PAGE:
Notice is hereby given that commencing on the 26th day of May, 1994, at Palmetto, County
of Manatee, State of Florida, Tax Sale Certificates will be sold on land to pay the amount due
for taxes, together will all costs of such sale and all advertising. The sale will be held at Mana-
tee Convention and Civic Center, One Haben Boulevard, Palmetto, Florida, and will start at 9:00
a.m., F.S. 197.402(3). If sale is not completed on May 26, it will be continued on May 27.
KEN BURTON, JR., TAX COLLECTOR
P.O. BOX 25025, 415 10TH STREET WEST
BRADENTON, FLORIDA 34206 5025
PAGE 6 E APRIL 28, 1994 : THE ISLANDER BYSTANDER
Just a few weeks ago, we got a catalog at the office
from the Hormel Company, makers of the popular (?)
food substitute Spam. The little catalog was just chock
full of goodies with the Spam logo Spam shorts,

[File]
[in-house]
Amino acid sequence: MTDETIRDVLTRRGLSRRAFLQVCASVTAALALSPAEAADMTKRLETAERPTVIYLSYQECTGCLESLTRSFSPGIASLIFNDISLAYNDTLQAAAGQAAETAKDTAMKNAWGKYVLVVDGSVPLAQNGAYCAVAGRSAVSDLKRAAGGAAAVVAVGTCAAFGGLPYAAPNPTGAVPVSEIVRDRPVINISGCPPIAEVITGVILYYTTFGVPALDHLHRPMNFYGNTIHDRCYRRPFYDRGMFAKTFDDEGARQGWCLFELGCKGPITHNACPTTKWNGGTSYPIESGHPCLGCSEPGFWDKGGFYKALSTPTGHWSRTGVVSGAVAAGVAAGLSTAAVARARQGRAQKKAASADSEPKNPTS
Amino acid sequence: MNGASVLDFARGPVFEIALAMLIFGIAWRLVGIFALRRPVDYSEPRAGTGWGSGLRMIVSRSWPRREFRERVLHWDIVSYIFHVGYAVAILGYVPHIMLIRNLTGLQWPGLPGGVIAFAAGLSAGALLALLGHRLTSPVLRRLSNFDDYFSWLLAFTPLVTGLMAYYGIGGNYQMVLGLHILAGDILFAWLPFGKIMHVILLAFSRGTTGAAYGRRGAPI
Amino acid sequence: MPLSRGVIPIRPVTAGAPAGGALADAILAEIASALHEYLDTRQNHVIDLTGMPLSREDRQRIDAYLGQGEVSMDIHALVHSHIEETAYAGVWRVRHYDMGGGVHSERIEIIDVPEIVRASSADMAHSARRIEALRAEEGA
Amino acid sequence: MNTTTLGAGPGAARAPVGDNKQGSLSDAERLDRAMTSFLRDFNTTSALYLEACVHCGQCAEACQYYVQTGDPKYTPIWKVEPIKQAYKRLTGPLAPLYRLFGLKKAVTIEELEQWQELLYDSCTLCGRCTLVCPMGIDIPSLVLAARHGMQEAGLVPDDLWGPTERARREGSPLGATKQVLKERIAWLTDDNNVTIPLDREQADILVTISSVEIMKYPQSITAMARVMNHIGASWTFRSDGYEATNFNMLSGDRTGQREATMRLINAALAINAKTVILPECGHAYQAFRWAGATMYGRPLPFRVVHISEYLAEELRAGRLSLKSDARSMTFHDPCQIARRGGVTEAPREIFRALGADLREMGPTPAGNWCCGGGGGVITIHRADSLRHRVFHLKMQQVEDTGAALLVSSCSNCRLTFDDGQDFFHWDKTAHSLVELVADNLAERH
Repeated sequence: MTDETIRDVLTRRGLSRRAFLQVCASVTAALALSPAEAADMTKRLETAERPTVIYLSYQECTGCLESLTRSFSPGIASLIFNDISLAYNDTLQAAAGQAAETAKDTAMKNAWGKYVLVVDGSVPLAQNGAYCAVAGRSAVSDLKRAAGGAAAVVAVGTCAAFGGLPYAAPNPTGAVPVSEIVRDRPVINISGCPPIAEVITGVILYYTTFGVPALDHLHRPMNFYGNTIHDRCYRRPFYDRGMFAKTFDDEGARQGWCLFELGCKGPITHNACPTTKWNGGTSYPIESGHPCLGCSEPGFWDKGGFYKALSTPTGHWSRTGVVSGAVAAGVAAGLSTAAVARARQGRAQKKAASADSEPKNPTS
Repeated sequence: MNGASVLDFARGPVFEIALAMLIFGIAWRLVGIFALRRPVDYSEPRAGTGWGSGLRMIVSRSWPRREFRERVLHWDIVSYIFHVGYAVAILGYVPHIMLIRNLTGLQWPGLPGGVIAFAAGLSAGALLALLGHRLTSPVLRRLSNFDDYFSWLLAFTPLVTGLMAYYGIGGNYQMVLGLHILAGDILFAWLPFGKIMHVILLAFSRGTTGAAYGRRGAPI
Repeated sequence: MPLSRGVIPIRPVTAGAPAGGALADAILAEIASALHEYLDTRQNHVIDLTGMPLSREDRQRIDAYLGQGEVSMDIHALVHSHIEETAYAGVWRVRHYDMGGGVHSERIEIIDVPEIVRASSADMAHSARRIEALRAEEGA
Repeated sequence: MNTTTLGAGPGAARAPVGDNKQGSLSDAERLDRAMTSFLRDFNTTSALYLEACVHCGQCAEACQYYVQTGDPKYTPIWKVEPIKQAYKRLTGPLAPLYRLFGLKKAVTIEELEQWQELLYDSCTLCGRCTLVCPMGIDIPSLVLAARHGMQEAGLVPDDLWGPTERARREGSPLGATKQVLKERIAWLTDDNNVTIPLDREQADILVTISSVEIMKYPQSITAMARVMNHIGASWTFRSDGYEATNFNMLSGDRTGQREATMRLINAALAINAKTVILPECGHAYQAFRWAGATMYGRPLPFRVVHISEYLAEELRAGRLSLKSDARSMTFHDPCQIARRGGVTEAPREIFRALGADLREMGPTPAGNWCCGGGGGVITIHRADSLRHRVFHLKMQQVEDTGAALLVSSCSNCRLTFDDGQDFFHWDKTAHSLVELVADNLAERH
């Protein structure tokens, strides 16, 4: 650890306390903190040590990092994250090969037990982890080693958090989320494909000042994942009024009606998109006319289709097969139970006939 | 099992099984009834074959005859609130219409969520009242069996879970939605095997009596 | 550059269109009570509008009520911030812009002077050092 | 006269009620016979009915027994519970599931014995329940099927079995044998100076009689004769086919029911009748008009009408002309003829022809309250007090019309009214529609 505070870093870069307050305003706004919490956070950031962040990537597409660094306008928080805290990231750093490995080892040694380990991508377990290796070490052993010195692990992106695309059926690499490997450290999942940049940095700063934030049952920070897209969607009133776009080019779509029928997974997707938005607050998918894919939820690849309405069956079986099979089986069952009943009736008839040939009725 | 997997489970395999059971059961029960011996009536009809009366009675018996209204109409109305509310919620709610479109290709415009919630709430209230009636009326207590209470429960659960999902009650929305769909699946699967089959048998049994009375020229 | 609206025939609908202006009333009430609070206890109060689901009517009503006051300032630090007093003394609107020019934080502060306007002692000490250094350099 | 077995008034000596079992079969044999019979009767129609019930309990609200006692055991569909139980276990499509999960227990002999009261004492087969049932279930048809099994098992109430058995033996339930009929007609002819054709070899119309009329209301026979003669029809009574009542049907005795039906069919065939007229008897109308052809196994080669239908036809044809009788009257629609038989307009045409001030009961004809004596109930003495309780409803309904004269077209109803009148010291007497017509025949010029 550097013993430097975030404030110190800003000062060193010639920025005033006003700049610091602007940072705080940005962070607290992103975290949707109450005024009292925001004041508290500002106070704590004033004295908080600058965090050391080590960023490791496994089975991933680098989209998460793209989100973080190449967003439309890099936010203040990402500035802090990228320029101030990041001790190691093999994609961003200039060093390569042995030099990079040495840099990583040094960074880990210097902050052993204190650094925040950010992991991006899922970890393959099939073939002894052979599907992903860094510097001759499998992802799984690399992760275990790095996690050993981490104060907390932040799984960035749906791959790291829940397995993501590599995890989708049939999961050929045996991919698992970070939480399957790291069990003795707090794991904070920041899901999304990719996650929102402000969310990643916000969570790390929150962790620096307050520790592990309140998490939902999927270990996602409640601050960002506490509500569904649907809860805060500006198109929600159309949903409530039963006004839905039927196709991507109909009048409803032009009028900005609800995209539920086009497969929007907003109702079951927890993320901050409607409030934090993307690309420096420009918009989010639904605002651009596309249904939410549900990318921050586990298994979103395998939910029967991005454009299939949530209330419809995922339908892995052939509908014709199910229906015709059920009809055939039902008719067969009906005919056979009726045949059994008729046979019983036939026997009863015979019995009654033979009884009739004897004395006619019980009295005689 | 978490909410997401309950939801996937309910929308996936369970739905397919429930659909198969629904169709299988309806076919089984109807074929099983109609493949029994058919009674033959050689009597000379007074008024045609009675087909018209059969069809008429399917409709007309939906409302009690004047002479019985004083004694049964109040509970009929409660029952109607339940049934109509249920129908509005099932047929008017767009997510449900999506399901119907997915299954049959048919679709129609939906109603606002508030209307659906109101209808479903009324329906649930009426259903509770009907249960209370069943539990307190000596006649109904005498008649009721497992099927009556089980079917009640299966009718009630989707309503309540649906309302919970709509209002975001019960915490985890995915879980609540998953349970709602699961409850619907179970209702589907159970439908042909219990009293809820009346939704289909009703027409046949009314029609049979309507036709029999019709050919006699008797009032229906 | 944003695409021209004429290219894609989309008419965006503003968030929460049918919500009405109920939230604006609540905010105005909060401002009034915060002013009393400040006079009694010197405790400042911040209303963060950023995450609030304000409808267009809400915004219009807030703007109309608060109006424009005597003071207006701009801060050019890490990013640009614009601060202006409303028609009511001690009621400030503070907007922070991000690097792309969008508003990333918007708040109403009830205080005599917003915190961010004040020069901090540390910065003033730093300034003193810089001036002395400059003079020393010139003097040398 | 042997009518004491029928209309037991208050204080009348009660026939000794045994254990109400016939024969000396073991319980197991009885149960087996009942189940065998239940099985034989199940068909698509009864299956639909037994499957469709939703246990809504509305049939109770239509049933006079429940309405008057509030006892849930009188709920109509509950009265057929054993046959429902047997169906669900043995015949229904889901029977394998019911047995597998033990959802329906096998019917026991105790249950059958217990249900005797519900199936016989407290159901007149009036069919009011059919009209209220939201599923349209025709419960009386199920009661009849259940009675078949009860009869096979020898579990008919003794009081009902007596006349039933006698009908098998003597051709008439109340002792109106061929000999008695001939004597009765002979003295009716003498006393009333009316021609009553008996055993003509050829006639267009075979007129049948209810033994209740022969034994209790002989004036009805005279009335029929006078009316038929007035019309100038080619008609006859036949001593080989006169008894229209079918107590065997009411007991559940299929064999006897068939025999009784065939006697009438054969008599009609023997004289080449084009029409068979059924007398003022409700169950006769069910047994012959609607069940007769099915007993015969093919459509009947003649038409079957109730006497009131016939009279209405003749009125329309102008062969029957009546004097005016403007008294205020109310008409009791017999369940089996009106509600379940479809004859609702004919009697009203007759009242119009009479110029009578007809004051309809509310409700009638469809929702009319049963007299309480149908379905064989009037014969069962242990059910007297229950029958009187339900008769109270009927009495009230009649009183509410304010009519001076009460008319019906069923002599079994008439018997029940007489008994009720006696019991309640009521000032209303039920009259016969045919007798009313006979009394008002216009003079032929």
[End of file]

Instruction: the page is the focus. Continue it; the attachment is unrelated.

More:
Spam T-shirts, Spam watches, Spam sunglasses, even
a Spam Swiss Army knife.
This week we have a recipe request all the way
from Michigan for Ato's Restaurant's fried rice. JoAnn
Guerin says the taste would be reminiscent of her visit
to Anna Maria. Surprisingly, to most of us, the recipe
contained Spam. Most of us cringed.
This week we have word that Ato's, (you may
know it as the former Candy Cain's) is in trouble with
city officials. The restaurant was purchased just weeks
ago by a family who sparked the atmosphere in Anna
Maria with hulas and luaus.
City officials claim the restaurant owners are op-
erating their business without the proper permits -
reminiscent of Danny Wiersema, who sought to save
his beach front property in Holmes Beach with rock and
fill devoid of the proper permits.
Do we have some form of renegades trying to take
control of their property in spite of government regula-
tions? Don't they know better? Why shouldn't they be
allowed to do what they want with their own property?
The United States is a nation of laws. We have such
laws to keep our democracy from turning into an anar-
chy, to maintain the democratic principles that have
made our country great.
Laws and rules are for the greater good of all, in-
cluding zoning and land use regulations. The state laws
.and zoning exist for a reason primarily to protect
people and the environment. By having local govern-